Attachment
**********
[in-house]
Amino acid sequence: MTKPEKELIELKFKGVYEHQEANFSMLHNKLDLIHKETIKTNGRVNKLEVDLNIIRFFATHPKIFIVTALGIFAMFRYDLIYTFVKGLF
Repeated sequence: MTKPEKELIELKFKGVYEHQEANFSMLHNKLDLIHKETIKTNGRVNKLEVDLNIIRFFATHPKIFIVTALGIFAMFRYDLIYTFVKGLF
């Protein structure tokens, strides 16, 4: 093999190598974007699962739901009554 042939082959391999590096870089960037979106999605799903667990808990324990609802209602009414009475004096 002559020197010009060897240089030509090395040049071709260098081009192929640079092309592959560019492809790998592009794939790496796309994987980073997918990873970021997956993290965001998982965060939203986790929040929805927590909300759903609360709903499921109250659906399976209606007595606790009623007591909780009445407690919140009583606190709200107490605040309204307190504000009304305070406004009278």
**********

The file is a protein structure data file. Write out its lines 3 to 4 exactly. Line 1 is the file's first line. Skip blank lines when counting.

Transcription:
Repeated sequence: MTKPEKELIELKFKGVYEHQEANFSMLHNKLDLIHKETIKTNGRVNKLEVDLNIIRFFATHPKIFIVTALGIFAMFRYDLIYTFVKGLF
């Protein structure tokens, strides 16, 4: 093999190598974007699962739901009554 042939082959391999590096870089960037979106999605799903667990808990324990609802209602009414009475004096 002559020197010009060897240089030509090395040049071709260098081009192929640079092309592959560019492809790998592009794939790496796309994987980073997918990873970021997956993290965001998982965060939203986790929040929805927590909300759903609360709903499921109250659906399976209606007595606790009623007591909780009445407690919140009583606190709200107490605040309204307190504000009304305070406004009278």